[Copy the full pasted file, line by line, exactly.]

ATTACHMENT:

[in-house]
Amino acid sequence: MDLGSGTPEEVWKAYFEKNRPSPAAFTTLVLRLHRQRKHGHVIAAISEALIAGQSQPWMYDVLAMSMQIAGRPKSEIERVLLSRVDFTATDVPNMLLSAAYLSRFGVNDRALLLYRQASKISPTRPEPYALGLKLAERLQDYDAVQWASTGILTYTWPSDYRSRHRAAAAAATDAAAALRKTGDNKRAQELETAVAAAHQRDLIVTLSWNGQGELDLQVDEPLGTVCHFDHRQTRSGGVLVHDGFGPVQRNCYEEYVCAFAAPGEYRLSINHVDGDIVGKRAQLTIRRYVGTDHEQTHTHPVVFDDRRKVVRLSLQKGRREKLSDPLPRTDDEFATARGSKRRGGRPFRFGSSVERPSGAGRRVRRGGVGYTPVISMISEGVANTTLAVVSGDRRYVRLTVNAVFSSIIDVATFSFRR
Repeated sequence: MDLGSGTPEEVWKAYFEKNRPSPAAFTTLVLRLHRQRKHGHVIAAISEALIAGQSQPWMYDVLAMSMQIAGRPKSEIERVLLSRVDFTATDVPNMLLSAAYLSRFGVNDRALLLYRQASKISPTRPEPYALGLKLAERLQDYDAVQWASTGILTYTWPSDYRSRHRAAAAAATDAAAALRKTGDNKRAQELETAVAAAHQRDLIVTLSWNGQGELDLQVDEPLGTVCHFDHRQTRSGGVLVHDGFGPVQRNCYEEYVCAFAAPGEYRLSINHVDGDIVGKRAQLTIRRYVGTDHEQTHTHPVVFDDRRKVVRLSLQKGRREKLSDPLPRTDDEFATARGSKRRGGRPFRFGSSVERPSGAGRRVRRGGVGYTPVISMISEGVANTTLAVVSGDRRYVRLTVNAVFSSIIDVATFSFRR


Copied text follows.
[in-house]
Amino acid sequence: MDLGSGTPEEVWKAYFEKNRPSPAAFTTLVLRLHRQRKHGHVIAAISEALIAGQSQPWMYDVLAMSMQIAGRPKSEIERVLLSRVDFTATDVPNMLLSAAYLSRFGVNDRALLLYRQASKISPTRPEPYALGLKLAERLQDYDAVQWASTGILTYTWPSDYRSRHRAAAAAATDAAAALRKTGDNKRAQELETAVAAAHQRDLIVTLSWNGQGELDLQVDEPLGTVCHFDHRQTRSGGVLVHDGFGPVQRNCYEEYVCAFAAPGEYRLSINHVDGDIVGKRAQLTIRRYVGTDHEQTHTHPVVFDDRRKVVRLSLQKGRREKLSDPLPRTDDEFATARGSKRRGGRPFRFGSSVERPSGAGRRVRRGGVGYTPVISMISEGVANTTLAVVSGDRRYVRLTVNAVFSSIIDVATFSFRR
Repeated sequence: MDLGSGTPEEVWKAYFEKNRPSPAAFTTLVLRLHRQRKHGHVIAAISEALIAGQSQPWMYDVLAMSMQIAGRPKSEIERVLLSRVDFTATDVPNMLLSAAYLSRFGVNDRALLLYRQASKISPTRPEPYALGLKLAERLQDYDAVQWASTGILTYTWPSDYRSRHRAAAAAATDAAAALRKTGDNKRAQELETAVAAAHQRDLIVTLSWNGQGELDLQVDEPLGTVCHFDHRQTRSGGVLVHDGFGPVQRNCYEEYVCAFAAPGEYRLSINHVDGDIVGKRAQLTIRRYVGTDHEQTHTHPVVFDDRRKVVRLSLQKGRREKLSDPLPRTDDEFATARGSKRRGGRPFRFGSSVERPSGAGRRVRRGGVGYTPVISMISEGVANTTLAVVSGDRRYVRLTVNAVFSSIIDVATFSFRR